Zoloft And Pregnancy: Battling The Holiday Blues
The holiday season was in full swing when Katie found out she was pregnant. She called me and wanted to know if she could continue to take Zoloft (or sertraline), the medication she was prescribed to treat her depression. The idea of coming off of the medication scared Katie, just as much as the idea of taking something that could affect her baby did. Katie also had been feeling a bit more exhausted and down than usual, possibly due to both her pregnancy and to a case of the holiday blues. ‘Tis may be the season to be jolly – but it is also a time when emotions (and stress levels) can run high.
Some of the most common reasons that people feel extra stress during the holidays include money, family, traveling, over-committing to attending events, and for some, the inability to spend time with their loved ones. Being pregnant can add another layer of anxiety to an already hectic time. Though the season is always presented as a time filled with joy, it can certainly take a toll on people’s mental health. It is important to note that when depression is left untreated during pregnancy, there may be increased risks for miscarriage, preeclampsia, preterm delivery, low birth weight, and a number of other harmful effects on mom and baby. (See our fact sheet on depression and pregnancy at fact-sheets/depression-pregnancy/). It’s also important during pregnancy to not stop (or start) taking any medications without first talking with your health provider. Whether or not a woman continues to take a medication throughout her pregnancy will depend on the benefits of taking the medication versus any possible risks associated with the medication. For that reason, I suggested to Katie that she should speak with her healthcare provider about whether or not continuing to take sertraline is in her best interest given her particular health history and pregnancy.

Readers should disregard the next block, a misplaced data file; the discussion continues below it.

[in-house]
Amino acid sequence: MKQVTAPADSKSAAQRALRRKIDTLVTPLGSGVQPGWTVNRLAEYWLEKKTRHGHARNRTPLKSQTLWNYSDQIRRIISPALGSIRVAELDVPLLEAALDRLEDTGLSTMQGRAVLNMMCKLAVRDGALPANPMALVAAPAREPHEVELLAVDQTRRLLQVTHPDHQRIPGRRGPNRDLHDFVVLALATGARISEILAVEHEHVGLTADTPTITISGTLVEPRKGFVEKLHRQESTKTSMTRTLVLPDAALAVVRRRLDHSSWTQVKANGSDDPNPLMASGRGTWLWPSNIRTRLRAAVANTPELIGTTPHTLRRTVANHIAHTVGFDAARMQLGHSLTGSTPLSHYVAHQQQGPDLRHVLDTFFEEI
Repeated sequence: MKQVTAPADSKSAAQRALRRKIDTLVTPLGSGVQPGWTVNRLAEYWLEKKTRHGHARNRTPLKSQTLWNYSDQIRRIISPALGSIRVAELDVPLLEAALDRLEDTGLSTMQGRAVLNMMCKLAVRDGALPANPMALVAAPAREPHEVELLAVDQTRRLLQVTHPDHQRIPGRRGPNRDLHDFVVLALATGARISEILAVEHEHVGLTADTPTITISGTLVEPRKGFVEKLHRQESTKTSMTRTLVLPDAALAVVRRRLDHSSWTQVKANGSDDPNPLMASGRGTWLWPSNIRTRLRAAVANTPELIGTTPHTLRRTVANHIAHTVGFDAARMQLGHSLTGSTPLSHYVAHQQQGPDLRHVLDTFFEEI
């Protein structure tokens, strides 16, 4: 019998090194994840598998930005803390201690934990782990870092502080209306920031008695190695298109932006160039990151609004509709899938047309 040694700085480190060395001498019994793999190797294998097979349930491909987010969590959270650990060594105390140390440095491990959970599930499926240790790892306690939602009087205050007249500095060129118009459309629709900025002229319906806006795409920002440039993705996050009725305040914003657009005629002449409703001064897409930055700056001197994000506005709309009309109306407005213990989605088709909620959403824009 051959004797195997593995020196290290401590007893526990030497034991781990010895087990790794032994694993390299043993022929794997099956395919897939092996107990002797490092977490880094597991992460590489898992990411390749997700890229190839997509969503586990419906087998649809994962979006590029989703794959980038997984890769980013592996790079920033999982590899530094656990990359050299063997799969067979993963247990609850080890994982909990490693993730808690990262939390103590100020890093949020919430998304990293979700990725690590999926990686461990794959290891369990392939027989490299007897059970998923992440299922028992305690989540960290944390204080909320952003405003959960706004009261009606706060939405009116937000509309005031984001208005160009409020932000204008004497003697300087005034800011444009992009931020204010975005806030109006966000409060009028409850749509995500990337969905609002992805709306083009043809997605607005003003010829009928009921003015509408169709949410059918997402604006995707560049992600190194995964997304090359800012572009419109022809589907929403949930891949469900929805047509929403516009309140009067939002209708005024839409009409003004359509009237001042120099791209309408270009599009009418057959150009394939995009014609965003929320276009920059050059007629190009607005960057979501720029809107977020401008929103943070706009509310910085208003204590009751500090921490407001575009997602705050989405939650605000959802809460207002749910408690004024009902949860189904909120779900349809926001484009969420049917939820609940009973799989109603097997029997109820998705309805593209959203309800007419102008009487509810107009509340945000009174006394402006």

If you’re feeling blue this holiday season, remember that it is just as important to take care of yourself as it is to care for those around you. The holidays can also be a wonderful time of year to take stock of what it is in life that you’re thankful for. If you do find that you are feeling down or depressed and have been feeling this way for quite some time, seeing your healthcare provider may be a good step to take. If you are pregnant and dealing with feelings of sadness and depression, do not assume you cannot take a medication to help with your symptoms. If you are pregnant and already taking a medication for depression, don’t stop taking it without talking to your healthcare provider. Always check with your health care provider before starting or stopping any medication.